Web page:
If You Stumble (Make It Part of the Dance)
Summary: Written to three dialogue prompts: “Mind if I cut in?”, “That isn’t appropriate.” and “The way you flirt is just shameful.”
Characters: Janeway, Chakotay, Seven
Disclaimer: Paramount/CBS own the rights to the Voyager universe and its characters, which I am borrowing without permission or intent to profit.
Notes: Set post-Endgame. Prequel to What Defines Us.
“Mind if I cut in?”
Kathryn’s dance partner – Admiral something; she’d met so many flag officers tonight that she couldn’t even recall his name – stepped back politely, delivering her into the waiting hands of her first officer.
No, former first officer, she reminded herself, and had to firmly squash the small and utterly pointless leap of her heart at that thought. Their release from command-structure restrictions made no difference now, anyway.
She nodded politely to Admiral Something as Chakotay’s hands settled warmly onto her, one on her waist, one gently cradling her right hand.
This is our first dance, she realised suddenly.
A smile crinkled his familiar face as she stared up at him and tried to think of something to say. “It’s not like you to be lost for words, Captain.”
“Well, I’ve been talking non-stop since we reached the Alpha quadrant,” she returned. “A little comfortable silence would make a pleasant change.”
“Ah. I’ll shut up then.”
“No,” she laughed, squeezing his hand. “You’re one of the people I always want to talk to.”
“In that case, Kathryn,” he turned her expertly, his fingers moving lightly on her hip, “there’s something I’ve been wanting to tell you.”
His eyes were warm, and her heartbeat tripped again. “What is it?” she asked somewhat breathlessly.
Chakotay dipped his head and spoke softly in her ear. “That dress you’re wearing is utterly scandalous. I have no idea how I’m supposed to keep my hands respectable.”
Her cheeks coloured and she drew back. “And the way you flirt is just shameful, Commander.” She glanced around pointedly. “Speaking of which, where’s your date?”
He gave her a slow smile. “My ‘date’ and I are no longer dating.”
“You and Seven broke up?” Kathryn stiffened. “And… what? You think I’m just going to fall into your arms?”
“You’re already in my arms,” he pointed out.
“I’m starting to change my mind about wanting to talk to you.”
“Okay, then just listen.” Chakotay waited for her grudging nod. “Seven and I were a mistake, and I’ll be happy to go over it with you someday if you feel the need. Right now, what I really want is to dance with my best friend and celebrate us finally being home.”
My best friend.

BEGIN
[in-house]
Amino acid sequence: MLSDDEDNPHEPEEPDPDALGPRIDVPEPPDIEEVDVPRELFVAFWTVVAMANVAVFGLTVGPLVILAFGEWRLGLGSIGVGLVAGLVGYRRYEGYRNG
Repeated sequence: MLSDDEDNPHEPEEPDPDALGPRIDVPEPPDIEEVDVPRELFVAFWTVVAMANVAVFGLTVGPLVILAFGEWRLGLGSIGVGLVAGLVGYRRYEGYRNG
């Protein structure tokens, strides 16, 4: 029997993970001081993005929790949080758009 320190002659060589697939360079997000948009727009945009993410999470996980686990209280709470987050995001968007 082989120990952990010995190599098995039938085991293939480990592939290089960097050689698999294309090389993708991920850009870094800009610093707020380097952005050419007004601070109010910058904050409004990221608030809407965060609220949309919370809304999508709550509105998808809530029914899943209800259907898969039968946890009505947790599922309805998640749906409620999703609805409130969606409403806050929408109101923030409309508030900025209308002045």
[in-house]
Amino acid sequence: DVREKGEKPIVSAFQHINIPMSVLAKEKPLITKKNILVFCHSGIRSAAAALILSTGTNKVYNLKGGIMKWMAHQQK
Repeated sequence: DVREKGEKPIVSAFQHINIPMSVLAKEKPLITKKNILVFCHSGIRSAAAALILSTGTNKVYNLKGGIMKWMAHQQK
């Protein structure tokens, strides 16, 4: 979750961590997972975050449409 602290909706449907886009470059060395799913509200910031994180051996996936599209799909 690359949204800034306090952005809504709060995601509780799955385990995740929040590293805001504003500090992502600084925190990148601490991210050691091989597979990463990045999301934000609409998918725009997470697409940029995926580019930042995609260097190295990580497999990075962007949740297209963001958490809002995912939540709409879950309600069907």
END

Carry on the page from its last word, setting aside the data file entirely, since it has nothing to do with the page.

Kathryn forced a smile. So much for assumptions. He didn’t want her to fall into his arms at all. Not that it should be a surprise to her; seven years of dimples and roses and candlelit dinners, and not once had he so much as questioned the invisible barriers between them. He was, as she’d accused, just an incorrigible flirt, and her fantasies of them confessing their love for each other as soon as their feet touched Earth were just that. Fantasies.
She bit her lip.
“What is it?” he asked softly, his gaze never leaving her face.
“Nothing. I’m fine.”
“You’re not fine.” His thumb was stroking her lower back where her dress left it bare, and she shivered involuntarily. “Are you cold?”
One dimple appeared. “Which is it?”
She shrugged one irritated shoulder. “I’m just tired.”
“Then maybe I should take you to bed.”
Kathryn’s jaw dropped. “That … is completely inappropriate, Commander.”
“Chakotay,” he corrected instantly. “I tendered my resignation yesterday, right after my final de-briefing.” His lips brushed her ear again. “I’m no longer under your command, Kathryn.”
“You resigned?” She pulled back to stare at him. “Why?”
“For a number of reasons,” he replied, “but mainly one. Kathryn …”
They came to a halt, and she realised with a start that they were no longer on the dance floor. He’d manoeuvred her right out of the ballroom and into the hallway.
The ornate double doors swung closed behind them and all was silent except the thudding of her heart. He was still holding her, his thumb rubbing slowly against the base of her spine. She wasn’t sure he knew he was doing it, but it was distracting her, and she tensed, hoping he wouldn’t notice the rush in her breathing or the colour in her cheeks. The way he was staring at her, though, she was sure he couldn’t miss it.
“Kathryn,” he said again, and then, “The hell with it,” and he kissed her.
Fireworks, she thought dimly. Or plasma explosions. Supernovae … and then she stopped trying to analyse it and gave herself over to the feel of his lips on hers and his hands on her body. They broke the kiss only when both were gasping for breath, and he rested his forehead against hers and broke into an ecstatic smile.
“That was…” he trailed off, then shrugged, grinning at her, “indescribable.”
She peeked up at him from under her eyelashes. She was still lightheaded, and the slow tracing of his thumbs against the silk that covered her hips wasn’t helping her catch her breath.
Then he dipped his head, his lips wandering over the exposed skin of her neck, and she tipped her head backwards on a moan.
“Kathryn?” he murmured.
“About that bed …”
She burst into consciousness with a gasp, muscles tensed and ready for a fight. The room was dark and she squinted, heart thumping, searching for whatever danger had woken her.
Where am I? What time is it? What’s happening?